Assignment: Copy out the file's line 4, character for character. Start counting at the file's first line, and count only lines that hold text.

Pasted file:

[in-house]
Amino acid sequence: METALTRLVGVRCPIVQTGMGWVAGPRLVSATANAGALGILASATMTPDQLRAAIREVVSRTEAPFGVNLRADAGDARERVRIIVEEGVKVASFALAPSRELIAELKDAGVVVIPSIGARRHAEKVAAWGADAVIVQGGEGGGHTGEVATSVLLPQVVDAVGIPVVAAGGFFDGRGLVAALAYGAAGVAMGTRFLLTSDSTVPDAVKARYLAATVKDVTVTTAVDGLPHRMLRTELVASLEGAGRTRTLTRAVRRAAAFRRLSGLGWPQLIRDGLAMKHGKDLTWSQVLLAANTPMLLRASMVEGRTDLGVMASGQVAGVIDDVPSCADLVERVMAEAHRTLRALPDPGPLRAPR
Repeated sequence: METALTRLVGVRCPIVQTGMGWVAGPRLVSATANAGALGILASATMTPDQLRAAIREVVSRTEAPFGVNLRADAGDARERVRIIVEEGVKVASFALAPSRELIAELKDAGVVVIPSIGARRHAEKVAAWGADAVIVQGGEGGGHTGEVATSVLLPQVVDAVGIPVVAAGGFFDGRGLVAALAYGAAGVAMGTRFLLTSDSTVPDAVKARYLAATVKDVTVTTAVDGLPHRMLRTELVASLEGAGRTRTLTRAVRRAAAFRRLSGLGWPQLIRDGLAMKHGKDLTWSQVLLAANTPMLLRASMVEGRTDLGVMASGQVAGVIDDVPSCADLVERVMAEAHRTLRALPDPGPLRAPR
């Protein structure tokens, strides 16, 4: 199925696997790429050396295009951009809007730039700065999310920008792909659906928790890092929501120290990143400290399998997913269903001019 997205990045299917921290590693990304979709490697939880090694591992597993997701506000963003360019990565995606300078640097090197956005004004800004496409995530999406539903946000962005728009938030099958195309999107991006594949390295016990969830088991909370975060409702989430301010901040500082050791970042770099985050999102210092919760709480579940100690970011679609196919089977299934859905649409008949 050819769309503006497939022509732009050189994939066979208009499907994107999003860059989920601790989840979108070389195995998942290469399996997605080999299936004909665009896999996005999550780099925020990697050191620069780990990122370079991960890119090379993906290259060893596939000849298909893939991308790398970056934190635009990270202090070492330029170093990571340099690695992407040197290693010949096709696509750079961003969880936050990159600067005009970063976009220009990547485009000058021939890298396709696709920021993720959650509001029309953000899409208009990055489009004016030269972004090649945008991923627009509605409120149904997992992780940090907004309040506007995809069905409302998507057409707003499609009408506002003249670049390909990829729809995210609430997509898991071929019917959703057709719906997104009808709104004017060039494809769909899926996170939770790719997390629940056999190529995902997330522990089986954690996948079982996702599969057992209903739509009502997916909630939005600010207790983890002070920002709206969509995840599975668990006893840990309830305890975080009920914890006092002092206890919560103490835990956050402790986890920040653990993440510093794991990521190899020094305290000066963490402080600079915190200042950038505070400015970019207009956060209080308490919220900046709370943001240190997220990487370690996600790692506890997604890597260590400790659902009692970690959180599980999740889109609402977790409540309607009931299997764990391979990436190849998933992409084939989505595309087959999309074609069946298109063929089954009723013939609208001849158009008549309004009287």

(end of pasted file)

């Protein structure tokens, strides 16, 4: 199925696997790429050396295009951009809007730039700065999310920008792909659906928790890092929501120290990143400290399998997913269903001019 997205990045299917921290590693990304979709490697939880090694591992597993997701506000963003360019990565995606300078640097090197956005004004800004496409995530999406539903946000962005728009938030099958195309999107991006594949390295016990969830088991909370975060409702989430301010901040500082050791970042770099985050999102210092919760709480579940100690970011679609196919089977299934859905649409008949 050819769309503006497939022509732009050189994939066979208009499907994107999003860059989920601790989840979108070389195995998942290469399996997605080999299936004909665009896999996005999550780099925020990697050191620069780990990122370079991960890119090379993906290259060893596939000849298909893939991308790398970056934190635009990270202090070492330029170093990571340099690695992407040197290693010949096709696509750079961003969880936050990159600067005009970063976009220009990547485009000058021939890298396709696709920021993720959650509001029309953000899409208009990055489009004016030269972004090649945008991923627009509605409120149904997992992780940090907004309040506007995809069905409302998507057409707003499609009408506002003249670049390909990829729809995210609430997509898991071929019917959703057709719906997104009808709104004017060039494809769909899926996170939770790719997390629940056999190529995902997330522990089986954690996948079982996702599969057992209903739509009502997916909630939005600010207790983890002070920002709206969509995840599975668990006893840990309830305890975080009920914890006092002092206890919560103490835990956050402790986890920040653990993440510093794991990521190899020094305290000066963490402080600079915190200042950038505070400015970019207009956060209080308490919220900046709370943001240190997220990487370690996600790692506890997604890597260590400790659902009692970690959180599980999740889109609402977790409540309607009931299997764990391979990436190849998933992409084939989505595309087959999309074609069946298109063929089954009723013939609208001849158009008549309004009287």